trying to find a good quality medium priced rolling (crank) composter

June 27, 2019

i see a bunch on Amazon that seem to be nightmares to assemble...I have a fixed one that I don't stir as it is too hard - need suggestions

Comments (12)

  • nicholsworth Z6 Indianapolis

    just my opinion but forget the compost is beautiful and it's an open a gardening class there were only complaints about tumblers..I've been composting about 20 years..

  • lilyd74 (5b sw MI)

    As the owner of a large crank composter, I also agree that they are not ideal. Things don't really compost well without ground contact, and they certainly don't compost fast. I keep mine because a) the municipality won't allow a ground contact pile and b) it was free from a family member. I add finished compost to speed things up, but it still winds up half-composted at best. So for me it's this or nothing, and as poor as it works, it is still something. What a lot of people do, that works, is build a succession of piles, so that the first one has a chance to finish while you are adding new materials to the second one. However, the original question you asked was about finding one that is easy to assemble and doesn't cost too much. You won't find it on Amazon. I've seen a couple halfway decent plans for making one out of a barrel, if you wanted to go that route.

  • annpat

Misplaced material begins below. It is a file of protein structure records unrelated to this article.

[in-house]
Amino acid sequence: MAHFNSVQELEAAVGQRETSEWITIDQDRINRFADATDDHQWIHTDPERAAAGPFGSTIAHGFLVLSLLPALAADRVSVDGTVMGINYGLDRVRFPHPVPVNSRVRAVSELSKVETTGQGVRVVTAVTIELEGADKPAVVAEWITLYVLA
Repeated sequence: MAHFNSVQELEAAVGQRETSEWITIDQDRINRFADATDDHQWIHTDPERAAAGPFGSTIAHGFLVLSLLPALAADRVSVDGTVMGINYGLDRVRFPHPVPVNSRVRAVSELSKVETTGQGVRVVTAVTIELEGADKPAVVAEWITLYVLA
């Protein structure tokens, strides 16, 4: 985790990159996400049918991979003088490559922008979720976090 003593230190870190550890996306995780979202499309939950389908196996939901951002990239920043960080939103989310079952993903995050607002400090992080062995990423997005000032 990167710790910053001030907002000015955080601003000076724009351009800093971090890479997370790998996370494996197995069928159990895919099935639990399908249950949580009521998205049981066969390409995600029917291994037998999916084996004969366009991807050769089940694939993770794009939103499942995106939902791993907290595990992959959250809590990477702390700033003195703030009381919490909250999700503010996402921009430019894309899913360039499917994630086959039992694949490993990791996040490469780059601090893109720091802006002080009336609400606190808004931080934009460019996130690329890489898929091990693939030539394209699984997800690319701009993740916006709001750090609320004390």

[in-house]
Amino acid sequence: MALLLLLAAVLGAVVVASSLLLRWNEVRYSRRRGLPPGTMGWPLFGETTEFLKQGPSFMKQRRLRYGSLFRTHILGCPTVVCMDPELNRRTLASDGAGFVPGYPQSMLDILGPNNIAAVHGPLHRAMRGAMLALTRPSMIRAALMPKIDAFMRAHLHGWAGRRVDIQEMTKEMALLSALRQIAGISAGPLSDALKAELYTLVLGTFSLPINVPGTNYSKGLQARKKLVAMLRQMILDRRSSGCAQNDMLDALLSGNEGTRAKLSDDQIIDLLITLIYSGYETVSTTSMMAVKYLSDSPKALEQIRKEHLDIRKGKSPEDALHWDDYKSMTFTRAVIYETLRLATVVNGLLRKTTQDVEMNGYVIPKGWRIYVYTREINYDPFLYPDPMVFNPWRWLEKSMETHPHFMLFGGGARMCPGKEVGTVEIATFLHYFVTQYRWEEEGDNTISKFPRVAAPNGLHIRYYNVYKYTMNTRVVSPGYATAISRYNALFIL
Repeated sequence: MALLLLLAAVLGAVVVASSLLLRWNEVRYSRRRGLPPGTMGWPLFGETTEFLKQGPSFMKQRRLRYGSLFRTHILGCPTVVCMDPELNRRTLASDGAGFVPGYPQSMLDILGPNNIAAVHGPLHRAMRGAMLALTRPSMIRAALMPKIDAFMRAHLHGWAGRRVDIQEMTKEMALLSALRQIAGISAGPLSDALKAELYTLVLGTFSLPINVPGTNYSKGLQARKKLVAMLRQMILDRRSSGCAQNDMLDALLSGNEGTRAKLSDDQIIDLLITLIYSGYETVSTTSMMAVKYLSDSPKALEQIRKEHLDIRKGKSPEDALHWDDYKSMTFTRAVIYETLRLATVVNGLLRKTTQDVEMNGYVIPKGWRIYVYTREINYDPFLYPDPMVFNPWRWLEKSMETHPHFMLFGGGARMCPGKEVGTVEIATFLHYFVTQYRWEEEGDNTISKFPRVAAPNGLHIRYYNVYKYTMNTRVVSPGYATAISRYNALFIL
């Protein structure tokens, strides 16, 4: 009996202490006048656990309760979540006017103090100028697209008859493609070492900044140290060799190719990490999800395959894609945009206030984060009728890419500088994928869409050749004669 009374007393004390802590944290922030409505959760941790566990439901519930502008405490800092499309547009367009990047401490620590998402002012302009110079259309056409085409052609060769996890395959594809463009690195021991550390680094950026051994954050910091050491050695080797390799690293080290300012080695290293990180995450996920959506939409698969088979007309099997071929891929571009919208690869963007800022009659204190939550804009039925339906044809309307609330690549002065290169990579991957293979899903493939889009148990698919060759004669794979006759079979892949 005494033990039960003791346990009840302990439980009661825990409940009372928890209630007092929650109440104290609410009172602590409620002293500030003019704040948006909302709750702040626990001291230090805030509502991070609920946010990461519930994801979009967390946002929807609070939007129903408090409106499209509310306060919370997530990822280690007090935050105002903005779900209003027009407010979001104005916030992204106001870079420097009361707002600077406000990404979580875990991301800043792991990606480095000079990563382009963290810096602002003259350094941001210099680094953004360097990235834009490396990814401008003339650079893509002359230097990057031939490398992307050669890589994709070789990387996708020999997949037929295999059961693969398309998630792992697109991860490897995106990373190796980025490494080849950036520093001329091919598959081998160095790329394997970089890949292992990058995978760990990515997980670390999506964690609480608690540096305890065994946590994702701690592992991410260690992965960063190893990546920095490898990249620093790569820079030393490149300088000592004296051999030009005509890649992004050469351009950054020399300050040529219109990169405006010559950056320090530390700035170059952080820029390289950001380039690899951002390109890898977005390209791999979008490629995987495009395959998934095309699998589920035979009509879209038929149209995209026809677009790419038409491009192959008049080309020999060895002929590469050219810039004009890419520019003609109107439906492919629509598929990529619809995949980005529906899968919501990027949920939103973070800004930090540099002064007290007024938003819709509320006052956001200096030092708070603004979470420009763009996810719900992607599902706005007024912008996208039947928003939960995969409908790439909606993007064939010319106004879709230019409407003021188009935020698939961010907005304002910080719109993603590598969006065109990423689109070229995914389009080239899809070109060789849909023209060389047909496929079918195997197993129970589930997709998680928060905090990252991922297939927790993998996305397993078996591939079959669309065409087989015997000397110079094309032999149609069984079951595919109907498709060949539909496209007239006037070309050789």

Whoops. I thought we were talking about crank grinders. Never mind.

  • toxcrusadr

    I never 'stir' my compost. It gets turned over once or twice and then it's done. Even if I'm using a plastic bin, I remove the bin and set it up next to the pile, and fork back into it until I hit compost at the bottom or transfer the whole pile. You do need a fork of some kind, a shovel will be a pain.

  • John D Zn6a PIT Pa

    My complaint about them is that once it's full you need to spend another pocket full of cash for another, and then another...... If you compost on the ground it will never fill up!

  • toxcrusadr

    It's true with any kind of composter, once you have one, at some point you have to stop adding stuff to it (even if it's a pile) and let it finish, which means you need another bin/pile to put stuff in for the next batch.

    Another idea for the OP might be to hide a ground based pile or bin. Using a pretty fence with blooming clematis vines, etc. Or, there are folks who place a small circle of chicken wire inside the garden where it's not visible, with plants all around it, and dispose of stuff there. When it's full, just move it somewhere and leave the remaining compost in pile in place or use it how ever.

    I know one person who made a compost bin that looked like a bench with a tool storage cabinet underneath. Another used to use large pretty pots on the porch to layer stuff into till they got full, then they buried it. You can bury directly too, using a trench in the garden, covering stuff after each addition. This method apparently makes soil quite productive.

  • nicholsworth Z6 Indianapolis